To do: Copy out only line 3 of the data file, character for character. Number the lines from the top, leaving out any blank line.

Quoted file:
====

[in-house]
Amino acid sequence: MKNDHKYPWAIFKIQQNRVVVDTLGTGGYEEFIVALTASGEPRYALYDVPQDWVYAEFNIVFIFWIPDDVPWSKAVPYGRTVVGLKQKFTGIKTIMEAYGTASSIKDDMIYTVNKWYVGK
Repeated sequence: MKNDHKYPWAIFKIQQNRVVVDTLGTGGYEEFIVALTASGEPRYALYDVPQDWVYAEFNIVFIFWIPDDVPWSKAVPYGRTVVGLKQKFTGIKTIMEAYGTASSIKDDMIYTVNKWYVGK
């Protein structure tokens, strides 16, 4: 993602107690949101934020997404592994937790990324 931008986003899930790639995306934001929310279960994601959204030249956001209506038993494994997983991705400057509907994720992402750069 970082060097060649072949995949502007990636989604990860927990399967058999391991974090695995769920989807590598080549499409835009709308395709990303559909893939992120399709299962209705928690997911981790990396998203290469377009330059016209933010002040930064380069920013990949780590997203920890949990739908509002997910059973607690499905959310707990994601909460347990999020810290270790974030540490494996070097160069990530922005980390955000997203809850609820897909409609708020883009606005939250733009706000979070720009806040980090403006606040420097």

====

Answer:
Repeated sequence: MKNDHKYPWAIFKIQQNRVVVDTLGTGGYEEFIVALTASGEPRYALYDVPQDWVYAEFNIVFIFWIPDDVPWSKAVPYGRTVVGLKQKFTGIKTIMEAYGTASSIKDDMIYTVNKWYVGK